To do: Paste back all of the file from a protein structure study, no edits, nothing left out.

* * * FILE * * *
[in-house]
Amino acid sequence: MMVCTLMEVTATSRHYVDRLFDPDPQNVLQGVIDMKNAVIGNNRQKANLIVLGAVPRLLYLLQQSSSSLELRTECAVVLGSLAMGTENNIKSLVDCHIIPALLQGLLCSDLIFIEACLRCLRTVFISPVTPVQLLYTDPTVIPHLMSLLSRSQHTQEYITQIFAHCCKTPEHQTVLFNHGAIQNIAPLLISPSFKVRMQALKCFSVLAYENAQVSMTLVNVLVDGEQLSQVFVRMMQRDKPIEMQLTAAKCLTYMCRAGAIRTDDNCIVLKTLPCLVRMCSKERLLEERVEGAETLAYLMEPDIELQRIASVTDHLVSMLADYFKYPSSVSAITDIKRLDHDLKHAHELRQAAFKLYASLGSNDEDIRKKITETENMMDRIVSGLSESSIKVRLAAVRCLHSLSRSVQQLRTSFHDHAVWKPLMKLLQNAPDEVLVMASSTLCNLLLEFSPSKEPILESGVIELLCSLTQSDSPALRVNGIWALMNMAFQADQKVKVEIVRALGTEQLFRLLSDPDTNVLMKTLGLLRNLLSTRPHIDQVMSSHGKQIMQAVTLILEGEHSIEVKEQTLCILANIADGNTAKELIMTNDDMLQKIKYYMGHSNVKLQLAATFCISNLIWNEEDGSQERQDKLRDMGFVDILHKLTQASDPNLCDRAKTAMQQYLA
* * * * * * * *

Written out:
[in-house]
Amino acid sequence: MMVCTLMEVTATSRHYVDRLFDPDPQNVLQGVIDMKNAVIGNNRQKANLIVLGAVPRLLYLLQQSSSSLELRTECAVVLGSLAMGTENNIKSLVDCHIIPALLQGLLCSDLIFIEACLRCLRTVFISPVTPVQLLYTDPTVIPHLMSLLSRSQHTQEYITQIFAHCCKTPEHQTVLFNHGAIQNIAPLLISPSFKVRMQALKCFSVLAYENAQVSMTLVNVLVDGEQLSQVFVRMMQRDKPIEMQLTAAKCLTYMCRAGAIRTDDNCIVLKTLPCLVRMCSKERLLEERVEGAETLAYLMEPDIELQRIASVTDHLVSMLADYFKYPSSVSAITDIKRLDHDLKHAHELRQAAFKLYASLGSNDEDIRKKITETENMMDRIVSGLSESSIKVRLAAVRCLHSLSRSVQQLRTSFHDHAVWKPLMKLLQNAPDEVLVMASSTLCNLLLEFSPSKEPILESGVIELLCSLTQSDSPALRVNGIWALMNMAFQADQKVKVEIVRALGTEQLFRLLSDPDTNVLMKTLGLLRNLLSTRPHIDQVMSSHGKQIMQAVTLILEGEHSIEVKEQTLCILANIADGNTAKELIMTNDDMLQKIKYYMGHSNVKLQLAATFCISNLIWNEEDGSQERQDKLRDMGFVDILHKLTQASDPNLCDRAKTAMQQYLA